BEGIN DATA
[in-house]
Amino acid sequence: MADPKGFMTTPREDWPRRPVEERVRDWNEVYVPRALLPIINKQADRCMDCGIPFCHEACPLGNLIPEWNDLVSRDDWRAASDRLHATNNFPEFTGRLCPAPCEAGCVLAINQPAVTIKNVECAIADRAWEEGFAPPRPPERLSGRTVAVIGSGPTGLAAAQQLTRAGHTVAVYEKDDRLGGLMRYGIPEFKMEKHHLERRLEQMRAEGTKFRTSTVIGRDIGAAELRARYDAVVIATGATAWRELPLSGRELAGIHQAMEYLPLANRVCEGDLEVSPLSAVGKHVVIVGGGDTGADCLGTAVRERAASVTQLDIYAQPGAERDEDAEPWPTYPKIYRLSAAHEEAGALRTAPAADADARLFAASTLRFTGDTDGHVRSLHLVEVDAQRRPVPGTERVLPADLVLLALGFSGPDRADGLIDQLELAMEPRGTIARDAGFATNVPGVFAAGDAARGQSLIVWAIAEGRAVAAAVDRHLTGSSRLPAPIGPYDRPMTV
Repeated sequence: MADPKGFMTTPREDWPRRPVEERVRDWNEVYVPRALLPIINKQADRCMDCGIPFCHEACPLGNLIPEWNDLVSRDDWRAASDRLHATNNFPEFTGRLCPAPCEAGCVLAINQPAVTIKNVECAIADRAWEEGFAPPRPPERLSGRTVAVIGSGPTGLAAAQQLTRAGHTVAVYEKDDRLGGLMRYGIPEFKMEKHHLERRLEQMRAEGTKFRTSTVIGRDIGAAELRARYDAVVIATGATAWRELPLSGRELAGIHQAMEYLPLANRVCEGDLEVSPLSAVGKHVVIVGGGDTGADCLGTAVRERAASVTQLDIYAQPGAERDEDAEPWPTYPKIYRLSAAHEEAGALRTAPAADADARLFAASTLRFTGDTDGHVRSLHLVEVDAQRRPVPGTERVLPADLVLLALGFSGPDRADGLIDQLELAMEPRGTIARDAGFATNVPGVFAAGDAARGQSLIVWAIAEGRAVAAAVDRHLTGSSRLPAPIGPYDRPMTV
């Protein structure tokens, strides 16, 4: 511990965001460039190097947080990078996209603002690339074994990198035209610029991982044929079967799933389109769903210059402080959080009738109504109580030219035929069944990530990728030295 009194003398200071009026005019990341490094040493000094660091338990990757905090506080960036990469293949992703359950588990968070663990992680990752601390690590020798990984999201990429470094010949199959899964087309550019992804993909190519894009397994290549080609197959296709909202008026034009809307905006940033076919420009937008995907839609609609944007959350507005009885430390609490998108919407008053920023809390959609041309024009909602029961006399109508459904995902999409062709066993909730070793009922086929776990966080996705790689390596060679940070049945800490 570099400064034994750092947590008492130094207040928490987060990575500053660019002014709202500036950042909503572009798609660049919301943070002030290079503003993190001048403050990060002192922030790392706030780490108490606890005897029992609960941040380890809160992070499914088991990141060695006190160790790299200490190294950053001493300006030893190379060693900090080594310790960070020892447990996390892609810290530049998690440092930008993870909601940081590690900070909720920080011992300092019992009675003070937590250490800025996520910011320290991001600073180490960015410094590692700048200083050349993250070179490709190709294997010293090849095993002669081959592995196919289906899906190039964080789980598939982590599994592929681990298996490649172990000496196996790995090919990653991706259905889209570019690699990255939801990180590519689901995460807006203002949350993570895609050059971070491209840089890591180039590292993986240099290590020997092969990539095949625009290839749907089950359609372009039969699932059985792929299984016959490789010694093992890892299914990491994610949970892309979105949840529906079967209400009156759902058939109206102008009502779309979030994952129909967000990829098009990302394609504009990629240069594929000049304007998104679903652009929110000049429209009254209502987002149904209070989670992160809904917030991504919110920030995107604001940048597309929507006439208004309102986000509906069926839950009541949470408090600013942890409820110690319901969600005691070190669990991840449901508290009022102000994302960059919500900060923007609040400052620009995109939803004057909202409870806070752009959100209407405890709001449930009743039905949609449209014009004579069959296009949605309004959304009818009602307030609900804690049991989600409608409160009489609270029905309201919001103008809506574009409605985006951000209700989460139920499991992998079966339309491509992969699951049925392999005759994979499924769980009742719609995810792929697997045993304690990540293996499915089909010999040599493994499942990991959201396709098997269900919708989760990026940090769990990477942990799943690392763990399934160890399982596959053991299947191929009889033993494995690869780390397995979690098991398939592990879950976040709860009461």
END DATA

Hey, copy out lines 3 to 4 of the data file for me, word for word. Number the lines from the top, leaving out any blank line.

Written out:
Repeated sequence: MADPKGFMTTPREDWPRRPVEERVRDWNEVYVPRALLPIINKQADRCMDCGIPFCHEACPLGNLIPEWNDLVSRDDWRAASDRLHATNNFPEFTGRLCPAPCEAGCVLAINQPAVTIKNVECAIADRAWEEGFAPPRPPERLSGRTVAVIGSGPTGLAAAQQLTRAGHTVAVYEKDDRLGGLMRYGIPEFKMEKHHLERRLEQMRAEGTKFRTSTVIGRDIGAAELRARYDAVVIATGATAWRELPLSGRELAGIHQAMEYLPLANRVCEGDLEVSPLSAVGKHVVIVGGGDTGADCLGTAVRERAASVTQLDIYAQPGAERDEDAEPWPTYPKIYRLSAAHEEAGALRTAPAADADARLFAASTLRFTGDTDGHVRSLHLVEVDAQRRPVPGTERVLPADLVLLALGFSGPDRADGLIDQLELAMEPRGTIARDAGFATNVPGVFAAGDAARGQSLIVWAIAEGRAVAAAVDRHLTGSSRLPAPIGPYDRPMTV
């Protein structure tokens, strides 16, 4: 511990965001460039190097947080990078996209603002690339074994990198035209610029991982044929079967799933389109769903210059402080959080009738109504109580030219035929069944990530990728030295 009194003398200071009026005019990341490094040493000094660091338990990757905090506080960036990469293949992703359950588990968070663990992680990752601390690590020798990984999201990429470094010949199959899964087309550019992804993909190519894009397994290549080609197959296709909202008026034009809307905006940033076919420009937008995907839609609609944007959350507005009885430390609490998108919407008053920023809390959609041309024009909602029961006399109508459904995902999409062709066993909730070793009922086929776990966080996705790689390596060679940070049945800490 570099400064034994750092947590008492130094207040928490987060990575500053660019002014709202500036950042909503572009798609660049919301943070002030290079503003993190001048403050990060002192922030790392706030780490108490606890005897029992609960941040380890809160992070499914088991990141060695006190160790790299200490190294950053001493300006030893190379060693900090080594310790960070020892447990996390892609810290530049998690440092930008993870909601940081590690900070909720920080011992300092019992009675003070937590250490800025996520910011320290991001600073180490960015410094590692700048200083050349993250070179490709190709294997010293090849095993002669081959592995196919289906899906190039964080789980598939982590599994592929681990298996490649172990000496196996790995090919990653991706259905889209570019690699990255939801990180590519689901995460807006203002949350993570895609050059971070491209840089890591180039590292993986240099290590020997092969990539095949625009290839749907089950359609372009039969699932059985792929299984016959490789010694093992890892299914990491994610949970892309979105949840529906079967209400009156759902058939109206102008009502779309979030994952129909967000990829098009990302394609504009990629240069594929000049304007998104679903652009929110000049429209009254209502987002149904209070989670992160809904917030991504919110920030995107604001940048597309929507006439208004309102986000509906069926839950009541949470408090600013942890409820110690319901969600005691070190669990991840449901508290009022102000994302960059919500900060923007609040400052620009995109939803004057909202409870806070752009959100209407405890709001449930009743039905949609449209014009004579069959296009949605309004959304009818009602307030609900804690049991989600409608409160009489609270029905309201919001103008809506574009409605985006951000209700989460139920499991992998079966339309491509992969699951049925392999005759994979499924769980009742719609995810792929697997045993304690990540293996499915089909010999040599493994499942990991959201396709098997269900919708989760990026940090769990990477942990799943690392763990399934160890399982596959053991299947191929009889033993494995690869780390397995979690098991398939592990879950976040709860009461």